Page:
In Mother’s womb, we started as a pair of lungs,
sea slugs hanging on to a reef. We grew toe rays,
brain sponges and gonads relaxed by the liquid song.
The Doppler ultrasound echoed our submarine
and found us one. The truth was monozygotic—
we sucked each other’s nub of thumb inside the brine.
When, headfirst, we were unceremoniously expelled,
we were halved like an egg sliced with a line of hair.
A beak plucked at the cord and knotted my navel.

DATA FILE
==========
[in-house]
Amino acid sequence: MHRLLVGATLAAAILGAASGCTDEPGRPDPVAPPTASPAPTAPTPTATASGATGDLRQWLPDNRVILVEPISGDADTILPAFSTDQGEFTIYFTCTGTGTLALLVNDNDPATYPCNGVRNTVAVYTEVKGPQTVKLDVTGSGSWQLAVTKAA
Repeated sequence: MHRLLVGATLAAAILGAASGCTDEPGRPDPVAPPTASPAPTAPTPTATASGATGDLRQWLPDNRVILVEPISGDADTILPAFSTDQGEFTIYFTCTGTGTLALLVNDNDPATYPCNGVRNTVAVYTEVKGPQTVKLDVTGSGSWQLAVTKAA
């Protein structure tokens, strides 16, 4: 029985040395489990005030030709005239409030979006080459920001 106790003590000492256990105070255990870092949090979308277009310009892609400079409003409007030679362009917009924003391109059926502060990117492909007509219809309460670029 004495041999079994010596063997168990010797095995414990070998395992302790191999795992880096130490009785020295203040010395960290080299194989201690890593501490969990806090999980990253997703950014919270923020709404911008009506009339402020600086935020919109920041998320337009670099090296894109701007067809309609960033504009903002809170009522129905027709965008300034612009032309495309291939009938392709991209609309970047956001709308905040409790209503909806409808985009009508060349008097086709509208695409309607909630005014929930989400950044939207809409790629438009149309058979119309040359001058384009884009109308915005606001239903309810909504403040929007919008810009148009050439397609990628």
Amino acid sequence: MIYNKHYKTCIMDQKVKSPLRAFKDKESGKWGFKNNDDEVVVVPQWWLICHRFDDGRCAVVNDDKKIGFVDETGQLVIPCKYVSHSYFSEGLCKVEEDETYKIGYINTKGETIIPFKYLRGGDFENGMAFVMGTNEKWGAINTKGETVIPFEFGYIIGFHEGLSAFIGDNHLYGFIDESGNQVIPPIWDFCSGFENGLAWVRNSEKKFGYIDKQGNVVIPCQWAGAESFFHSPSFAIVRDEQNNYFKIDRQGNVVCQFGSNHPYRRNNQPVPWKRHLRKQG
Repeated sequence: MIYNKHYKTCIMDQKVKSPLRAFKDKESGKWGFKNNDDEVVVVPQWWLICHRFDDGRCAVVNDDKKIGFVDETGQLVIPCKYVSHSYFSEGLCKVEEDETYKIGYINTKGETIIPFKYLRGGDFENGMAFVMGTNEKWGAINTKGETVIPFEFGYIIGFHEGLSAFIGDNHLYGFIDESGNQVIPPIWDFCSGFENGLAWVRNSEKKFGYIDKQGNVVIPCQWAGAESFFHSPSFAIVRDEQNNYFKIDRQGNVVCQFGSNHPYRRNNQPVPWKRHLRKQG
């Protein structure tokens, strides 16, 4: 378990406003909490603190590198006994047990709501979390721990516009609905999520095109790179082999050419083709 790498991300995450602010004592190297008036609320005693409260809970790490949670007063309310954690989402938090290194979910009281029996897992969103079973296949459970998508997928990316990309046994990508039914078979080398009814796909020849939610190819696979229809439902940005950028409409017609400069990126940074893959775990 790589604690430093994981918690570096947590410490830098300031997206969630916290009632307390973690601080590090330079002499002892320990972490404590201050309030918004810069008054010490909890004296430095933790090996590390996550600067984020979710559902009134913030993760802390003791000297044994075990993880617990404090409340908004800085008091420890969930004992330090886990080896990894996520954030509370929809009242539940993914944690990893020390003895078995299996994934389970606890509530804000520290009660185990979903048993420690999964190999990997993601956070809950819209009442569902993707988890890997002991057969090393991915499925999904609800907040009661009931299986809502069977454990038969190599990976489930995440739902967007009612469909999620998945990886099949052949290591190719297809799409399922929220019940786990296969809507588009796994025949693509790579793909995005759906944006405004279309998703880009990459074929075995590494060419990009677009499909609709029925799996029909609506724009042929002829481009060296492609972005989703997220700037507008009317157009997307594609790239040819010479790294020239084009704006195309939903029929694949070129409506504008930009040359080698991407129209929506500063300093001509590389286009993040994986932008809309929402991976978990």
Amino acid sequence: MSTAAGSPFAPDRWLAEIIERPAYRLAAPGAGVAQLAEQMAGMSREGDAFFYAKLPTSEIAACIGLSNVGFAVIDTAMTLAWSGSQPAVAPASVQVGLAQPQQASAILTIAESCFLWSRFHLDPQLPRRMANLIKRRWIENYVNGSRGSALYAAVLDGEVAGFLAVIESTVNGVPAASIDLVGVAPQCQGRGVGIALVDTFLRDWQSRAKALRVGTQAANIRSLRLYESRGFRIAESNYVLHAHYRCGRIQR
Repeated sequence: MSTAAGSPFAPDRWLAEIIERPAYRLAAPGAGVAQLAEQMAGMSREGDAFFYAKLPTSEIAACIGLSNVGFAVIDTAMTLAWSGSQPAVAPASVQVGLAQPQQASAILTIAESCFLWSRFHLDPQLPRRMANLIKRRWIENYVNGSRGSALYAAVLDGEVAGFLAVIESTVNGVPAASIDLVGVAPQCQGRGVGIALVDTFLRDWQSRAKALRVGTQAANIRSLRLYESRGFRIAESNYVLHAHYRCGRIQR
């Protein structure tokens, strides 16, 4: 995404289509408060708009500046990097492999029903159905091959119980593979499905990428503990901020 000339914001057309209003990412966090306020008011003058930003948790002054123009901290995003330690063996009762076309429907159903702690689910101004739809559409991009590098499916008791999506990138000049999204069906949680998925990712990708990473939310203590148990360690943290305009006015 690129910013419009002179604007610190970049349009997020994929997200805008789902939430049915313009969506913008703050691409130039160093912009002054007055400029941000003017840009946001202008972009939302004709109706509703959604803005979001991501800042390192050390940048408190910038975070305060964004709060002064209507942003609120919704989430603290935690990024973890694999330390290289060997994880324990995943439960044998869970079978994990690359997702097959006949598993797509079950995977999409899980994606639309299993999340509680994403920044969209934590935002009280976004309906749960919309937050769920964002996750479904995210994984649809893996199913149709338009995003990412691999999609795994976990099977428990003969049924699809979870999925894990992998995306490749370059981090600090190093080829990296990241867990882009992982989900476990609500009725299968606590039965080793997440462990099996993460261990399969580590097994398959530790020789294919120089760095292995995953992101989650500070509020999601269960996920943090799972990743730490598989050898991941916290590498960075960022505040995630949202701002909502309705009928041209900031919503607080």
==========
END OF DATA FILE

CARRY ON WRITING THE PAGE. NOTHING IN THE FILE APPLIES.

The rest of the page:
Mother never speaks of you although I know
you were with me at sea. How else to understand
my panic playing hide-and-seek, the cracked canoe,
wet dreams of touching a man, waking up, a curse
crying, not knowing why, like a turtle washed ashore,
a lacquered carapace—these shimmering absences?